Daylight Saving Time is back in the news after Florida's U.S. Senators introduced a bill in Congress that would keep the United States on Daylight Saving Time through November 7, 2021.

The legislation, introduced by Florida Senators' Marco Rubio and Rick Scott, will "provide one year of stability for families who are already dealing with enough change with virtual learning, work from home, and other disruptions the COVID-19 pandemic has placed into our daily lives."  This according to a press release from Senator Rubio's staff.

Senator Rubio goes on to say:

More daylight in the after school hours is critical to helping families and children endure this challenging school year. Studies have shown many benefits of a year-round Daylight Saving Time, and while I believe we should make it permanent all year around, I urge my colleagues to — at the very least — work with me to avoid changing the clocks this fall.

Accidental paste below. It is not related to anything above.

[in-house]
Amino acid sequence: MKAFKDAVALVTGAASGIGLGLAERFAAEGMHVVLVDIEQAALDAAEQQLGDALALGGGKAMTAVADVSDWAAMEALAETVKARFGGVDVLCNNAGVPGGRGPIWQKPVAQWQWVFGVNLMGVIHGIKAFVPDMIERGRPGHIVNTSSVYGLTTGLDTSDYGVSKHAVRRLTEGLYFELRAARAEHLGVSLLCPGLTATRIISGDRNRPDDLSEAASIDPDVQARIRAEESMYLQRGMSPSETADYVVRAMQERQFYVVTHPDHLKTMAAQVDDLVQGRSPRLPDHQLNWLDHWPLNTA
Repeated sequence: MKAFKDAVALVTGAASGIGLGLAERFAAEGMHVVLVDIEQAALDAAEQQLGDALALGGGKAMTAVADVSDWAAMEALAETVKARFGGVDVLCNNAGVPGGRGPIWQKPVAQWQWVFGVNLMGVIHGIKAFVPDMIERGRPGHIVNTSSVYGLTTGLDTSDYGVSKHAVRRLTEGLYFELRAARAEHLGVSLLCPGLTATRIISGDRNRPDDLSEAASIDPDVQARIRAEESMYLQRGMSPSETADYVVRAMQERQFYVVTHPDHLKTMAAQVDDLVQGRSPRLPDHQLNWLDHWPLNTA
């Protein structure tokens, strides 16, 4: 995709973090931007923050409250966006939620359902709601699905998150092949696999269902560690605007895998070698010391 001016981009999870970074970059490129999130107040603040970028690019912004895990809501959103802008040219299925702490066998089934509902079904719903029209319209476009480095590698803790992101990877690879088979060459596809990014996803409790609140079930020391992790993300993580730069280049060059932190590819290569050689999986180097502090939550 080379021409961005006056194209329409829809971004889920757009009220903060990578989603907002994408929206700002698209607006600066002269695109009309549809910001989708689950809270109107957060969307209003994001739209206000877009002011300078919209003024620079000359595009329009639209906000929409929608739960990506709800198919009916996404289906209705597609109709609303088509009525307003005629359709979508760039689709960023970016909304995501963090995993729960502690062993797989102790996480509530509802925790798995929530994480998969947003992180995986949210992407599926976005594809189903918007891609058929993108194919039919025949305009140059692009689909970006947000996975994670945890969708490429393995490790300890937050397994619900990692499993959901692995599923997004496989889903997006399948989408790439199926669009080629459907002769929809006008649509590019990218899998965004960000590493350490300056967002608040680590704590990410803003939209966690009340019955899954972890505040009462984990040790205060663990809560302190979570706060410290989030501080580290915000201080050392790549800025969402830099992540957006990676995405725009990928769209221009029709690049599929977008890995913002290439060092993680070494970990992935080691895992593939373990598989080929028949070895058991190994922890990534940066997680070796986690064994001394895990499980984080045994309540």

Back in March, right around the start of Daylight Saving Time, I wrote an article that pointed out whatever we do with Daylight Saving Time people won't be happy. I used Cartographer Andy Woodruff's program to figure out that adopting Daylight Saving Time in Missouri would cause us to have more days where the sun rises at 7:00AM or later. Staying on Standard Time year round would fix that problem, however, we'd lose most of our post 8:00PM CDT sunsets.

Bottom line, Daylight Saving Time year round will mean darker mornings, but later sunsets. And I agree with Senator Rubio that more daylight after school might be beneficial to families. Especially this year.

I personally think this could be the year to rip the band-aid off and adopt Daylight Saving Time permanently. I think once we experience it, most of us won't want to switch back. The real question is whether or not Congress will even consider acting on this legislation.

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